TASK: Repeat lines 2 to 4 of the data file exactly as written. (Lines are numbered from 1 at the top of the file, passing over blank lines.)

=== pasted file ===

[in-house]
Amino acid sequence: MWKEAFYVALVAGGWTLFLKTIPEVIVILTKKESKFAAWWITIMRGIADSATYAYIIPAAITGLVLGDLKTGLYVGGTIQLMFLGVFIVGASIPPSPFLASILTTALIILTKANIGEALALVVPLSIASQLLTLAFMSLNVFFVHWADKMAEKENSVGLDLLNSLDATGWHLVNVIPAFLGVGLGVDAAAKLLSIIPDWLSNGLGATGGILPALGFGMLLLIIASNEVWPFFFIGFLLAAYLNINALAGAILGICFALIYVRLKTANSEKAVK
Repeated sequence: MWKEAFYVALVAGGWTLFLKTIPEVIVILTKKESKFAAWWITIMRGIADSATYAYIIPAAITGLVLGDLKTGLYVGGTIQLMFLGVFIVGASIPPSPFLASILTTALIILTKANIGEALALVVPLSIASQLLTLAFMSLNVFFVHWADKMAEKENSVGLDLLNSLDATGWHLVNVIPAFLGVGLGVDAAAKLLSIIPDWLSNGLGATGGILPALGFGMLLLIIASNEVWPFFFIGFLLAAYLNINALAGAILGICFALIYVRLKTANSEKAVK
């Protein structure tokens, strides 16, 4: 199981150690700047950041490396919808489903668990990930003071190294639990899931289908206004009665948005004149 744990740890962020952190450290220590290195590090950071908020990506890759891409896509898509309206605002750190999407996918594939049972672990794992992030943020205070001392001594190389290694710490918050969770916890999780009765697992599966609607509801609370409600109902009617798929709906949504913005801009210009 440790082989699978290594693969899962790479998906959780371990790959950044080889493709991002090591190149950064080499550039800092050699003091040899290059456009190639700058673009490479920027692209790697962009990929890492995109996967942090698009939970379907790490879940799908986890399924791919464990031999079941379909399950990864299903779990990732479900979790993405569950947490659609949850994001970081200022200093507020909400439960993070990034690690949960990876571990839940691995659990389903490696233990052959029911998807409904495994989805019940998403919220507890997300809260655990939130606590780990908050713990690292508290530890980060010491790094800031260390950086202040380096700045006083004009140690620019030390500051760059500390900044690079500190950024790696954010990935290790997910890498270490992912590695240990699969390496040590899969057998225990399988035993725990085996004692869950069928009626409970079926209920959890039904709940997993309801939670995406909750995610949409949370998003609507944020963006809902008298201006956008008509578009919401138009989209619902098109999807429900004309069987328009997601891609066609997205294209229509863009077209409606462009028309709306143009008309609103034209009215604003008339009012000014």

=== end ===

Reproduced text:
Amino acid sequence: MWKEAFYVALVAGGWTLFLKTIPEVIVILTKKESKFAAWWITIMRGIADSATYAYIIPAAITGLVLGDLKTGLYVGGTIQLMFLGVFIVGASIPPSPFLASILTTALIILTKANIGEALALVVPLSIASQLLTLAFMSLNVFFVHWADKMAEKENSVGLDLLNSLDATGWHLVNVIPAFLGVGLGVDAAAKLLSIIPDWLSNGLGATGGILPALGFGMLLLIIASNEVWPFFFIGFLLAAYLNINALAGAILGICFALIYVRLKTANSEKAVK
Repeated sequence: MWKEAFYVALVAGGWTLFLKTIPEVIVILTKKESKFAAWWITIMRGIADSATYAYIIPAAITGLVLGDLKTGLYVGGTIQLMFLGVFIVGASIPPSPFLASILTTALIILTKANIGEALALVVPLSIASQLLTLAFMSLNVFFVHWADKMAEKENSVGLDLLNSLDATGWHLVNVIPAFLGVGLGVDAAAKLLSIIPDWLSNGLGATGGILPALGFGMLLLIIASNEVWPFFFIGFLLAAYLNINALAGAILGICFALIYVRLKTANSEKAVK
């Protein structure tokens, strides 16, 4: 199981150690700047950041490396919808489903668990990930003071190294639990899931289908206004009665948005004149 744990740890962020952190450290220590290195590090950071908020990506890759891409896509898509309206605002750190999407996918594939049972672990794992992030943020205070001392001594190389290694710490918050969770916890999780009765697992599966609607509801609370409600109902009617798929709906949504913005801009210009 440790082989699978290594693969899962790479998906959780371990790959950044080889493709991002090591190149950064080499550039800092050699003091040899290059456009190639700058673009490479920027692209790697962009990929890492995109996967942090698009939970379907790490879940799908986890399924791919464990031999079941379909399950990864299903779990990732479900979790993405569950947490659609949850994001970081200022200093507020909400439960993070990034690690949960990876571990839940691995659990389903490696233990052959029911998807409904495994989805019940998403919220507890997300809260655990939130606590780990908050713990690292508290530890980060010491790094800031260390950086202040380096700045006083004009140690620019030390500051760059500390900044690079500190950024790696954010990935290790997910890498270490992912590695240990699969390496040590899969057998225990399988035993725990085996004692869950069928009626409970079926209920959890039904709940997993309801939670995406909750995610949409949370998003609507944020963006809902008298201006956008008509578009919401138009989209619902098109999807429900004309069987328009997601891609066609997205294209229509863009077209409606462009028309709306143009008309609103034209009215604003008339009012000014």